Martinez Fernandez, Silverio Juan
Total activity: 12
Areas of expertise
Empirical software engineering, Reference architecture, Software architecture
Research group
GESSI - Group of Software and Service Engineering
Department
Department of Information Services and Systems Engineering
E-mail
smartinezessi.upc.edu
Contact details
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Orcid
0000-0001-9928-133X Open in new window
Scopus Author ID
55363648100 Open in new window
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1 to 12 of 12 results
  • Artifacts of software reference architectures : a case study

     Martinez Fernandez, Silverio Juan; Ayala Martinez, Claudia Patricia; Franch Gutierrez, Javier; Martins Marques, Helena
    International Conference on Evaluation and Assessment in Software Engineering
    p. 42:1-42:10
    DOI: 10.1145/2601248.2601282
    Presentation's date: 2014-05-14
    Presentation of work at congresses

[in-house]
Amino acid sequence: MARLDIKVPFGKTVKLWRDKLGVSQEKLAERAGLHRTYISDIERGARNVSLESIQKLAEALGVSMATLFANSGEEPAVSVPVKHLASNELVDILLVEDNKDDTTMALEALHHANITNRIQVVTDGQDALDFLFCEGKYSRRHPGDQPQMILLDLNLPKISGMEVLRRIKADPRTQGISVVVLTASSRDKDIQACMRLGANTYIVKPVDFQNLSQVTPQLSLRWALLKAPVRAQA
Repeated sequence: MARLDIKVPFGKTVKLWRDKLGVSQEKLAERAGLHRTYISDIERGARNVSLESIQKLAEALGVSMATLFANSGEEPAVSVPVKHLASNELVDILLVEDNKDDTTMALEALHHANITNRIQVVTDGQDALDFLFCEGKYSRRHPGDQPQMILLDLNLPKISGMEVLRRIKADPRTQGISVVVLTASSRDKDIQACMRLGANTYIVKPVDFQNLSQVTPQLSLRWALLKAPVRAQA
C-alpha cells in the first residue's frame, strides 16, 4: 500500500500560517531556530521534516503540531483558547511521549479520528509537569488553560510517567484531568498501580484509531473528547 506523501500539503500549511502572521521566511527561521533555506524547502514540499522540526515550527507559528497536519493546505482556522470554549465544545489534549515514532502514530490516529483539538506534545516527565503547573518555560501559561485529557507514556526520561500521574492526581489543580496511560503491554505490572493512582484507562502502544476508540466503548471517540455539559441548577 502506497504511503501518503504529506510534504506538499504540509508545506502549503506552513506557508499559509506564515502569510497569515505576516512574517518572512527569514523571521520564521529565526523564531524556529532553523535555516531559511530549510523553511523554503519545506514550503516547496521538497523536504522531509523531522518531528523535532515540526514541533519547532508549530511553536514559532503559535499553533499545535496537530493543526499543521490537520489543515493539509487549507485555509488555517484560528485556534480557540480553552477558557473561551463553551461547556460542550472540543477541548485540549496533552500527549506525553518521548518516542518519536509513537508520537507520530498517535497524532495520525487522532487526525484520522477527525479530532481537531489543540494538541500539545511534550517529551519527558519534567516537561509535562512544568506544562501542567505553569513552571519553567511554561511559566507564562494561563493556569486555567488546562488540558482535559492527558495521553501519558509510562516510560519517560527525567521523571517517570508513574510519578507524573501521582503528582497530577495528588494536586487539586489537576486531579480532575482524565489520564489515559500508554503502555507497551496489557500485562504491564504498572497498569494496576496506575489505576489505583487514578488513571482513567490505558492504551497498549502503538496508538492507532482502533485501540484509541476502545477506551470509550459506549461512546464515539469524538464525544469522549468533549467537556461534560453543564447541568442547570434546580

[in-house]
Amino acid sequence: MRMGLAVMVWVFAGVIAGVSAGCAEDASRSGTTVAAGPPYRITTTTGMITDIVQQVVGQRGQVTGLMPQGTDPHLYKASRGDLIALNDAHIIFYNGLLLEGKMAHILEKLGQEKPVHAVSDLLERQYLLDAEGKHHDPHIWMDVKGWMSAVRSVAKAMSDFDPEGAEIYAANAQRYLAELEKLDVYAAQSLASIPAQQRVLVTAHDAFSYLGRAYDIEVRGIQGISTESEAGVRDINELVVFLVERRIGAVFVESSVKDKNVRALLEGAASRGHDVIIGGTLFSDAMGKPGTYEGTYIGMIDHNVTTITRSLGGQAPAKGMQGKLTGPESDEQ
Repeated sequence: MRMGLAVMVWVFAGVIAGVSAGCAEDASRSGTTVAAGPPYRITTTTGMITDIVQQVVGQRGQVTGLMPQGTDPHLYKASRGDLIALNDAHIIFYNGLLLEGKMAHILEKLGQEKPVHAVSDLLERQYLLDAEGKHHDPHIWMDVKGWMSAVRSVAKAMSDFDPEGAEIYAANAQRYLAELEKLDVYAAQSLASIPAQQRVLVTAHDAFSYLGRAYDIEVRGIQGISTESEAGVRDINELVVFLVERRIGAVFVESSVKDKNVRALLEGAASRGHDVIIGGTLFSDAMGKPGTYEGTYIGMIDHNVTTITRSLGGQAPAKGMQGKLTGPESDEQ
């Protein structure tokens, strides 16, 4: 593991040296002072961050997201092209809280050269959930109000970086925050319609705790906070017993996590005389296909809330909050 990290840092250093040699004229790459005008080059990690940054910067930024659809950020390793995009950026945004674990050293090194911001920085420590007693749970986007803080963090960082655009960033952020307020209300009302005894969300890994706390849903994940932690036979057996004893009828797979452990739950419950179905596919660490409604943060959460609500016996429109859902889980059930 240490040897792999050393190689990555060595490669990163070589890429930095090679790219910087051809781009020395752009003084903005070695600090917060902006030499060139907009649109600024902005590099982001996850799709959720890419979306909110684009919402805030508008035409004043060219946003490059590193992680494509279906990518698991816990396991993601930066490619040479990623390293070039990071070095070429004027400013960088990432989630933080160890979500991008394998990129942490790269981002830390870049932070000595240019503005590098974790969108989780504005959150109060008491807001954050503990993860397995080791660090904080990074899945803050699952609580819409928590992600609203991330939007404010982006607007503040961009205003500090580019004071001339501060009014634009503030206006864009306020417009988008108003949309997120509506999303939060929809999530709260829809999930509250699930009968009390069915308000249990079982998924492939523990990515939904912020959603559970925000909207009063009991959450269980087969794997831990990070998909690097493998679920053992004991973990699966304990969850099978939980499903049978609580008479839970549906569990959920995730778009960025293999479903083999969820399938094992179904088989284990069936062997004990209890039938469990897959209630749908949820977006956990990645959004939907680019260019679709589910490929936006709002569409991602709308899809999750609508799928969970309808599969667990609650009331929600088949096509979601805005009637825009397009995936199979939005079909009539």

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    Context: Software reference architectures (SRA) have emerged as an approach to systematically reuse architectural knowledge and software elements in the development of software systems. Over the last years, research has been conducted to uncover the artifacts that SRAs provide in order to build software systems. However, empirical studies have not focused on providing industrial evidence about such artifacts. Aim: This paper investigates which artifacts constitute an SRA, how SRAs are designed, the potential reuse of SRA's artifacts, and how they are used in practice. Method: The study consists of a case study made in collaboration with a multinational consulting company that designs SRAs for diverse client organizations. A total of nine European client organizations that use an SRA participated in the study. We analyzed available documentation and contacted 28 practitioners. Results: In the nine analyzed projects, we observed that the artifacts that constitute an SRA are mainly software elements, guidelines and documentation. The design and implementation of SRAs are influenced by the reuse of artifacts from previous software system development and experiences, and the reuse of an SRA across different business domains may be possible when they are platform-oriented. Regarding SRAs usage, we observed that conformance checking is seldom performed. Conclusions: This study reports artifacts of SRAs as stated by practitioners in order to help software architects and scientists in the inception, design, and application of SRAs.